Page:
The girls who work at the pool bars receive a misery salary to the point where they rarely can afford their own apartment and have to live with friends or family. With Fern taking four unpaid days off to see her parents in the provinces, I figured she could use some extra help. Because of her child, and no boyfriend or husband around to provide assistance, I’ve always given her a nice tip, usually two hundred baht ($6). But this was a special occasion so I upped the ante to one thousand ($30).

By happy coincidence, it turns out that the bus fare home for Fern and the baby comes to almost the same amount as what I gave her: 1,080 baht. Upon hearing this I grinned, opened my wallet, and theatrically counted out four twenty baht notes to make up the difference. As Fern began to giggle, I then got out my coin purse and solemnly handed over three more baht, telling her to be careful with it. On that note I said goodnight and started on my way home.

For the past month, I had not seen Newt #2, a massage girl who works in the building next to my apartment. I would often run across her in the late evening, sitting on the curb taking a cigarette break. She speaks in a languid monotone that sounds computer-generated. I’d had her come to my apartment a couple of times two years ago for massages. On the second visit, she showed up in a dark silk dress. Leaning over as she kneaded my arm, her wild hair splashing on my face, she informed me of her price for any extracurricular activities. I almost succumbed. Almost. Corny as this may sound, there has to be a measure of affection — real or convincingly faked — from a lady before I take the plunge. 

Since then, Newt has seen me come and go with a number companions, a fact she has remarked upon. To try and stay on reasonable terms with a person I must stroll past two or three times a week, I started occasionally bringing her fruit drinks from the 7-11 a block away. Later I discovered she has a hankering for chocolate.

So when I ran across my old sentinel and renewed acquaintances — she had been visiting her family — I wasted no time hurrying on to my apartment to retrieve a small package of chocolate cookies I had stashed in my cupboard. When I returned with the present, Newt was already back at work (sort of), slumped over a table, half-asleep. Still adjusting to the night shift, no doubt. I gently placed the sweets between her outstretched arms.

Newt, like Fern, works well past midnight, six nights a week and is paid but a pittance. While I have no inclination to become involved with either of them, both are certainly deserving of a little kindness.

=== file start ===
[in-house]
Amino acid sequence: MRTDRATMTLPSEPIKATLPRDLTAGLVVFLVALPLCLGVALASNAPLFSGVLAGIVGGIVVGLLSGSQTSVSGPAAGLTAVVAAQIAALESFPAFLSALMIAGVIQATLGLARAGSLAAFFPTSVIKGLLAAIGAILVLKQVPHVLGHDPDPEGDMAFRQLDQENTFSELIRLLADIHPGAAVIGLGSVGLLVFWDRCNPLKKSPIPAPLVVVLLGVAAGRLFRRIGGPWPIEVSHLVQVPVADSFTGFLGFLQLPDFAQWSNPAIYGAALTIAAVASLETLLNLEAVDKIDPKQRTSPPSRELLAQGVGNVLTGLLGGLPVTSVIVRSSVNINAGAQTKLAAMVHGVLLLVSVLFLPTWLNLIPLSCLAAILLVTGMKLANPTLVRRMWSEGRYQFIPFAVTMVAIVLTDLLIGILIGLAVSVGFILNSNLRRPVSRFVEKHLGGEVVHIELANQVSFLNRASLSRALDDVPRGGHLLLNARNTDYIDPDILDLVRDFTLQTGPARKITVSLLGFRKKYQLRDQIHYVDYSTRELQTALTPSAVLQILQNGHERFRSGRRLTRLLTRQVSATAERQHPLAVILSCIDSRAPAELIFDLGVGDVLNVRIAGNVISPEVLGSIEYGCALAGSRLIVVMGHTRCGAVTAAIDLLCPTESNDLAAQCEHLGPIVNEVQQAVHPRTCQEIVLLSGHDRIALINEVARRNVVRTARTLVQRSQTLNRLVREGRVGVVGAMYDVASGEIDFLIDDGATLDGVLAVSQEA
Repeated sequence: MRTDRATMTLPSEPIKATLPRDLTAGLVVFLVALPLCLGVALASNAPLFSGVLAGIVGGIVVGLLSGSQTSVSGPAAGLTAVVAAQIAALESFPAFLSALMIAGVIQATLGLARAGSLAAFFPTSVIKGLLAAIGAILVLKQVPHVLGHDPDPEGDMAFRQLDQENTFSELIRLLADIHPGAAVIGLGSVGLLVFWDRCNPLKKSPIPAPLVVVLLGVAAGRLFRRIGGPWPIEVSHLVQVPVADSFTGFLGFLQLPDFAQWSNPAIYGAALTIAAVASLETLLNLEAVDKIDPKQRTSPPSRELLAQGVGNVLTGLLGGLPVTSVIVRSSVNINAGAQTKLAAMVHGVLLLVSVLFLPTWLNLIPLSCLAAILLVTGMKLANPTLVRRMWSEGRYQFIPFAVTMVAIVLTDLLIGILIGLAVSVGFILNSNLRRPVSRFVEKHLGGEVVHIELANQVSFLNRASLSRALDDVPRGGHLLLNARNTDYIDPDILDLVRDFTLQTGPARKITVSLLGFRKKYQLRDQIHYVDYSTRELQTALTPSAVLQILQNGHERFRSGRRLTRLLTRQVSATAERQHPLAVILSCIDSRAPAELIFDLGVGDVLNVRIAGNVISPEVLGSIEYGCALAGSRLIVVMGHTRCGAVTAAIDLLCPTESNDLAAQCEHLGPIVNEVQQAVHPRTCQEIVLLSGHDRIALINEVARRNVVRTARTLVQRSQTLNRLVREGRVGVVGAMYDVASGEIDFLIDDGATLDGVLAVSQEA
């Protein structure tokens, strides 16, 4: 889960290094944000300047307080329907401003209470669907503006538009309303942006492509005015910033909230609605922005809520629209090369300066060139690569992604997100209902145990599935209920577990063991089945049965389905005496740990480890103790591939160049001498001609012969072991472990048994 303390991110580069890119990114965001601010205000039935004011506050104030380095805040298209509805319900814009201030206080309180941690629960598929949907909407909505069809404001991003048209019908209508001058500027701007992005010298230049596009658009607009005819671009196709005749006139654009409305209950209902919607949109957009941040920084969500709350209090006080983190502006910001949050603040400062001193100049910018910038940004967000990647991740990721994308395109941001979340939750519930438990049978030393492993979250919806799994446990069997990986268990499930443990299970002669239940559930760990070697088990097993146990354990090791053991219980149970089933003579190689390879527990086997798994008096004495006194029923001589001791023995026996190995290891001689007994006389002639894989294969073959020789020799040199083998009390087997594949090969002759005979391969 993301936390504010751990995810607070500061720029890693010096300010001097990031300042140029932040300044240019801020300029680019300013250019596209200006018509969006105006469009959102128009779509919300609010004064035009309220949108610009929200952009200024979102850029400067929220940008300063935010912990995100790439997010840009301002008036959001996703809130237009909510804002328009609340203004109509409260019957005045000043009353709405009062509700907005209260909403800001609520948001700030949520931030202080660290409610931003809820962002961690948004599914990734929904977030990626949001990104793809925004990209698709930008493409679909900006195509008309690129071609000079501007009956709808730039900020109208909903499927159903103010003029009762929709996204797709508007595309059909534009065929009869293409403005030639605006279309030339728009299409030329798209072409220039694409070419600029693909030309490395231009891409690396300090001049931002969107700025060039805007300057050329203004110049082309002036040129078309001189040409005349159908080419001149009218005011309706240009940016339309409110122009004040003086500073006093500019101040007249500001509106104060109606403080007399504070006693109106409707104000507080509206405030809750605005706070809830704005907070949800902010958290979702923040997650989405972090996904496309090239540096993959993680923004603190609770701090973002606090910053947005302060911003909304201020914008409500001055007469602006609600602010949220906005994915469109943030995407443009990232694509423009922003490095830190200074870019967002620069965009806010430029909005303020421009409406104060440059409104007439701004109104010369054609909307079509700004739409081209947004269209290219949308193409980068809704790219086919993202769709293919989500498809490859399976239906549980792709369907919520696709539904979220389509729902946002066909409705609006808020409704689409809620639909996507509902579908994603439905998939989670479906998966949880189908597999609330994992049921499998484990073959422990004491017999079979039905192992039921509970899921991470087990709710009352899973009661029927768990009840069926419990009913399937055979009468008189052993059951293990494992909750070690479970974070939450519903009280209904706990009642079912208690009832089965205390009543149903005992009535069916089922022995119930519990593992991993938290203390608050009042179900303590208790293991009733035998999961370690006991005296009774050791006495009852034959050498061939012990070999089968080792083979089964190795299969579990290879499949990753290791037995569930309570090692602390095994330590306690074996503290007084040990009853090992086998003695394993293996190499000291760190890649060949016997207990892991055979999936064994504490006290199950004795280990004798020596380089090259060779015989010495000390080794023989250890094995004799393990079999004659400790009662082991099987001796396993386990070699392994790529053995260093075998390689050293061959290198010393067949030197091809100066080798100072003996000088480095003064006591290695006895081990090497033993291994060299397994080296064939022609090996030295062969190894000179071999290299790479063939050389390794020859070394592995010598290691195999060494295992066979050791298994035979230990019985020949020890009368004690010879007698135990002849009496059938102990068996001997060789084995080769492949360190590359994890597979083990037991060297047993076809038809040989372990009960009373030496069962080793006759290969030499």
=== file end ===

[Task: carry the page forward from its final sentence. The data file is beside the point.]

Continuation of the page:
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Zimmerman Verdict

At Sports Academy Pool Hall

Rat (Chalking up her cue): You not say much today, kun-Montre**. You have girlfriends problems?
[** “Montre” is the way my Thai friends address me, which is the closest their language allows them to pronounce my name without twitching.]

Me: No. President Obama want Americans to not be angry about Zimmerman, so I am quiet.

Rat (Preparing to break): Zimmer..man? What is Zimmerman? 

Me: Hispanic man. In America he shoot black man (mimic a gun firing in conjunction with Rat’s energetic break). Kill him. But not get trouble. 

Rat: His…pan…ic?

Me: Family from Mexico; come work in America. Some Americans not like.

Rat (Smartly banking the one ball while still looking puzzled): What you mean?

Me: Same same Cambodians come to Thailand. 

Rat: Ah, kao jai. (Thai for “I understand”. The Thais, like many Americans and perhaps most people in the world, look down their noses at their neighbors.)

Newt: Why Americans angry?

Me: If Hispanic man shoot black man, or white man shoot black man, not good.

Newt: If black man shoot black man, Americans angry?

Me: Ahh, mai ben rai. (Thai for “not a problem”. Might as well try to be honest.) 

Newt: Are you angry?

Me: Yes! I miss easy Eight Ball shot last game. Very stupid.

Rat: Let’s have another tequila round! Make you feel better about Eight Ball and the Zimmerman.

And so life manages to go on for me here in Thailand’s capital despite the verdict, though CNN seems determined to keep the controversy simmering. Living overseas, it’s harder to grasp (much less explain), the way cross-racial violence and justice continues to be a flash point in the U.S. and the manner in which it detracts from more serious concerns. While many Americans are outraged over the shooting of an unarmed black by a Hispanic, each year over thirty thousand of their countrymen (Hispanic, black, white) are in fact killed by guns. Yet nobody gets upset, aside from the occasional schoolchildren massacre, and even then the resulting outrage is fleeting. Far easier to let CNN define what one should be angry about.